What came out of the battlefield research were two patterns dubbed AOR1 and AOR2. AOR1 was a slightly darker version of the Corps’ desert digital pattern but ran more vertically than horizontal, and AOR2 was a brighter green-hued woodland MARPAT, perfect for SEAL operations in places like the Philippines where they were hunting al Qaeda affiliates.

Check out this tiny Navy SEAL team survival kit
Navy SEALs assigned to a west coast based SEAL Team debark a hostile vessel off the coast of San Diego. Naval Special Warfare Boat Team (SBT) 12 assisted in the operation by providing small boat insertion and extraction to and from the boarded vessel. (U.S. Navy photo by Mass Communication Specialist 3rd Class Kristopher Kirsop/Released)

The uniform was the exclusive province of Naval Special Warfare operators for several years, who wore tactical duds in those patterns manufactured by outside vendors like Beyond Clothing. They didn’t become standard Navy issue until 2010, when the service opted to field the AOR2-patterned uniforms to “expeditionary” sailors — typically Seabees, EOD technicians, riverine troops and others who operate closely with ground-based forces overseas.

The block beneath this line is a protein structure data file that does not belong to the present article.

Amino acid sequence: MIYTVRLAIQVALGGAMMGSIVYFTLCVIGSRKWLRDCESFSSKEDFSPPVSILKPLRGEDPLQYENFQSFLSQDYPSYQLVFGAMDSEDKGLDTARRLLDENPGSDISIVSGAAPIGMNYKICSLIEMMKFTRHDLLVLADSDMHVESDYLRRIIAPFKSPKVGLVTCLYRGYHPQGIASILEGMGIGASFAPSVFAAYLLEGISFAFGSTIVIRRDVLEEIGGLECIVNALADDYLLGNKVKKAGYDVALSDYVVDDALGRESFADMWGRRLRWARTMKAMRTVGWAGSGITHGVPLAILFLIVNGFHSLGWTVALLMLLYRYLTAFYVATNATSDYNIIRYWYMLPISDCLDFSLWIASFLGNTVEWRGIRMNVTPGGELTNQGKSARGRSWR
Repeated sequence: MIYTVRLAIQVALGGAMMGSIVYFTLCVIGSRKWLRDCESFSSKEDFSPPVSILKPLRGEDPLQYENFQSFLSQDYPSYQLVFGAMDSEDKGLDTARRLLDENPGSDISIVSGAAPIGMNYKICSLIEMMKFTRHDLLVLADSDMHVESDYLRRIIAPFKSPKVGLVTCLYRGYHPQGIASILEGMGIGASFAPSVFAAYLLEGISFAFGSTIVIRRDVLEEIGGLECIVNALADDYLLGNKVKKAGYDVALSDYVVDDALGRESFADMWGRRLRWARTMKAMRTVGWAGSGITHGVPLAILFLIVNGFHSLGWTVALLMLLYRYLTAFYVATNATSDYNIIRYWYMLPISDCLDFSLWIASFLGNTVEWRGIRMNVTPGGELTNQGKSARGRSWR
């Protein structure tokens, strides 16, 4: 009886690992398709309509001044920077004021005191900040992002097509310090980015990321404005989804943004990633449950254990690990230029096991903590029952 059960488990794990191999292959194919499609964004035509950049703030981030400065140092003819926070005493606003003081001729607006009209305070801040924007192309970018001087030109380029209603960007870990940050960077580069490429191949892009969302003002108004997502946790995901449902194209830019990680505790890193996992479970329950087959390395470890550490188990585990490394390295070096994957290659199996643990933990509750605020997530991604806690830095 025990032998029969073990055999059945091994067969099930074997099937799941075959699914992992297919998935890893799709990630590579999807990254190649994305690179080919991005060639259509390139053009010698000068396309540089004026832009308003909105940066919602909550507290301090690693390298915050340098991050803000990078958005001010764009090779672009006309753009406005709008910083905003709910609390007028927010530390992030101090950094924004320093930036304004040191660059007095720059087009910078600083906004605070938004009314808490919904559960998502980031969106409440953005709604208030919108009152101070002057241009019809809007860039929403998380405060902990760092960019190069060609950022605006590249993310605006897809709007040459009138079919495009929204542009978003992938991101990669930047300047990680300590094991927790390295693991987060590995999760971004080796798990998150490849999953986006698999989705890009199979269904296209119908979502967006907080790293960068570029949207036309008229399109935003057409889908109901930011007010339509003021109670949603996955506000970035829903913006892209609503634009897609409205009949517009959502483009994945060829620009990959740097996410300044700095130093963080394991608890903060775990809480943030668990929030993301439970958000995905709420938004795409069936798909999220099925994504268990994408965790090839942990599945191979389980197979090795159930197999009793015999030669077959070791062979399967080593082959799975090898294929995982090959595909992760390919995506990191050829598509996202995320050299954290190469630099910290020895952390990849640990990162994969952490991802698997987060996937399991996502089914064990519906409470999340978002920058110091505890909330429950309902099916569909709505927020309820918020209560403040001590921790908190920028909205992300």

Interestingly, at the time the Navy precluded sailors other than SEALs from wearing the desert AOR1 pattern, opting instead to keep sailors in the desert wearing the old tri-color analog pattern.

Fast forward to 2016 and the service announced it would field the DevGru-approved AOR2/Type III green-camo uniforms across the force, casting the cartoonish blue Type I patterned uniforms to the dustbin of history.

Guess now there’s another reason to buy that SEAL a drink.


Army ditches search for 7.62 battle rifle — for now

Multiple sources are reporting that the Army has put on hold its search for a new battle rifle to field to troops in overseas operations that fires a heavier round than the service’s current weapon.